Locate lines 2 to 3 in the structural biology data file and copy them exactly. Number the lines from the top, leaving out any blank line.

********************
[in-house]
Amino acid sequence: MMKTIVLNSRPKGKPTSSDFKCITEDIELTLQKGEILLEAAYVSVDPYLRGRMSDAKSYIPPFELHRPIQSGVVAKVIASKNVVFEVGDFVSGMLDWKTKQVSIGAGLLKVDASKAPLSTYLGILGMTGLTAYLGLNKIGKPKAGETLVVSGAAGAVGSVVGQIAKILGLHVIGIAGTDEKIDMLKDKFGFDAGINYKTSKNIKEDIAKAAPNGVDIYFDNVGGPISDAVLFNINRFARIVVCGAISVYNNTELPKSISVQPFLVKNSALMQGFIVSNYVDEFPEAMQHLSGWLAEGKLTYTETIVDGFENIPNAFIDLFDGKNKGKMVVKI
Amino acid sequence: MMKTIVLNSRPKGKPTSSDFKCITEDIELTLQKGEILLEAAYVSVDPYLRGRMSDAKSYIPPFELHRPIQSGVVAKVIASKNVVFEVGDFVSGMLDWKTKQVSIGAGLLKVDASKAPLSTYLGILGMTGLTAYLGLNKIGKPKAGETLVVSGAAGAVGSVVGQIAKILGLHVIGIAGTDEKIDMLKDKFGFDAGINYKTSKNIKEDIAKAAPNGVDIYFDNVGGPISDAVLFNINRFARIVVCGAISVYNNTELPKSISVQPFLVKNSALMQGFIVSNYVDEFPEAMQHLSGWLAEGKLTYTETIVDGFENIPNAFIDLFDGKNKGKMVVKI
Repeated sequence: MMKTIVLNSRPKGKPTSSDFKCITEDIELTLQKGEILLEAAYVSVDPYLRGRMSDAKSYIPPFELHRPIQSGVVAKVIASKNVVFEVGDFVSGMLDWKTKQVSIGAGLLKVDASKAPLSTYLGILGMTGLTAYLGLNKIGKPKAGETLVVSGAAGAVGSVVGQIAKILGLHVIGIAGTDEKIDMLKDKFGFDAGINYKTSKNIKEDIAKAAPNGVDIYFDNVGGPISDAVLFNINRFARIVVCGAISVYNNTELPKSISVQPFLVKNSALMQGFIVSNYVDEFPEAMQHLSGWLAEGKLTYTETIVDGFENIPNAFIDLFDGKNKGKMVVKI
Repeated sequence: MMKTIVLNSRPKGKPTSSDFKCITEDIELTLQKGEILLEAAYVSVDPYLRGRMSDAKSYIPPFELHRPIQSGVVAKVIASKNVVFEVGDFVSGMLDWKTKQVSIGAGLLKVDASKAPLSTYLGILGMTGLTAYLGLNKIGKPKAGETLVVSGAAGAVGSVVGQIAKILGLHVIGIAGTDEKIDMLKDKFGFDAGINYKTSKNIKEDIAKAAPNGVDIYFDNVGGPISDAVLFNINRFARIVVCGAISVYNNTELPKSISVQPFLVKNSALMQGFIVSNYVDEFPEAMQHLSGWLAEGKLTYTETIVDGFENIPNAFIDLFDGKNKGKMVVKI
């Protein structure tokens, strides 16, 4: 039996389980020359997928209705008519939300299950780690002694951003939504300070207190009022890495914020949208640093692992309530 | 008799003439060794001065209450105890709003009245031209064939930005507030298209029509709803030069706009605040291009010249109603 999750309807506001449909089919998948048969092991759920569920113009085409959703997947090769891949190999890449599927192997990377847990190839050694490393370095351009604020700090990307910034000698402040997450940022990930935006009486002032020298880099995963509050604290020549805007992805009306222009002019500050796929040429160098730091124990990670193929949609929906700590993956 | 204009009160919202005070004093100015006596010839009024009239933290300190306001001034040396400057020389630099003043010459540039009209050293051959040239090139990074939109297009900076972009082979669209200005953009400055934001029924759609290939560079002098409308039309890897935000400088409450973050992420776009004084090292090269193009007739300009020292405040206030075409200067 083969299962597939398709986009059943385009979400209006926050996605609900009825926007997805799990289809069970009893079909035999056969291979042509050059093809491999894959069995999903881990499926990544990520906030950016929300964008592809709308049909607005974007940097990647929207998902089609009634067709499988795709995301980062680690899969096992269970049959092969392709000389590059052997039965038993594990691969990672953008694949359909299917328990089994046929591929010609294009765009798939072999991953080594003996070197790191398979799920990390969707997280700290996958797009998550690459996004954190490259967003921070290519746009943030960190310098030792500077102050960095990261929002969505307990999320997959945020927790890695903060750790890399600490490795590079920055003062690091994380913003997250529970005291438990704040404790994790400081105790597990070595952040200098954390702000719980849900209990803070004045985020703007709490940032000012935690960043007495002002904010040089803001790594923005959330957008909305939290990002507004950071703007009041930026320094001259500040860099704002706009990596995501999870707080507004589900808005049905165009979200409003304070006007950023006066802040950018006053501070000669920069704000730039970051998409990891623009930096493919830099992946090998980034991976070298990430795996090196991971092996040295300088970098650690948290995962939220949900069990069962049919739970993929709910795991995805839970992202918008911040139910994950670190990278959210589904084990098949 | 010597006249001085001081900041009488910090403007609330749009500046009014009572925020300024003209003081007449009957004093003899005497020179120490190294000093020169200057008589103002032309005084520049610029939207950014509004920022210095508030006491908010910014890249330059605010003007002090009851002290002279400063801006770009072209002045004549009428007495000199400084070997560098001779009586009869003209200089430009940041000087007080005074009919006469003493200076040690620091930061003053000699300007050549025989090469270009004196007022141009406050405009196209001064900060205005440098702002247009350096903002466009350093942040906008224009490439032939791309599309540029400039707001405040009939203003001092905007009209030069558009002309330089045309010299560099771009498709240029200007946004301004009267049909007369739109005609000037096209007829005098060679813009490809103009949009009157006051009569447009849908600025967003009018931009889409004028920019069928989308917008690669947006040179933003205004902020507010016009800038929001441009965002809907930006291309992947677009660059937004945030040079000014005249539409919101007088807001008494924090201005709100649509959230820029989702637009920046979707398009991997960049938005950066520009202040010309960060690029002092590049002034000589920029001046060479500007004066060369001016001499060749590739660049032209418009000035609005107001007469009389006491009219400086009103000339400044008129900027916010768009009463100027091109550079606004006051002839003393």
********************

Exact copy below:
Amino acid sequence: MMKTIVLNSRPKGKPTSSDFKCITEDIELTLQKGEILLEAAYVSVDPYLRGRMSDAKSYIPPFELHRPIQSGVVAKVIASKNVVFEVGDFVSGMLDWKTKQVSIGAGLLKVDASKAPLSTYLGILGMTGLTAYLGLNKIGKPKAGETLVVSGAAGAVGSVVGQIAKILGLHVIGIAGTDEKIDMLKDKFGFDAGINYKTSKNIKEDIAKAAPNGVDIYFDNVGGPISDAVLFNINRFARIVVCGAISVYNNTELPKSISVQPFLVKNSALMQGFIVSNYVDEFPEAMQHLSGWLAEGKLTYTETIVDGFENIPNAFIDLFDGKNKGKMVVKI
Amino acid sequence: MMKTIVLNSRPKGKPTSSDFKCITEDIELTLQKGEILLEAAYVSVDPYLRGRMSDAKSYIPPFELHRPIQSGVVAKVIASKNVVFEVGDFVSGMLDWKTKQVSIGAGLLKVDASKAPLSTYLGILGMTGLTAYLGLNKIGKPKAGETLVVSGAAGAVGSVVGQIAKILGLHVIGIAGTDEKIDMLKDKFGFDAGINYKTSKNIKEDIAKAAPNGVDIYFDNVGGPISDAVLFNINRFARIVVCGAISVYNNTELPKSISVQPFLVKNSALMQGFIVSNYVDEFPEAMQHLSGWLAEGKLTYTETIVDGFENIPNAFIDLFDGKNKGKMVVKI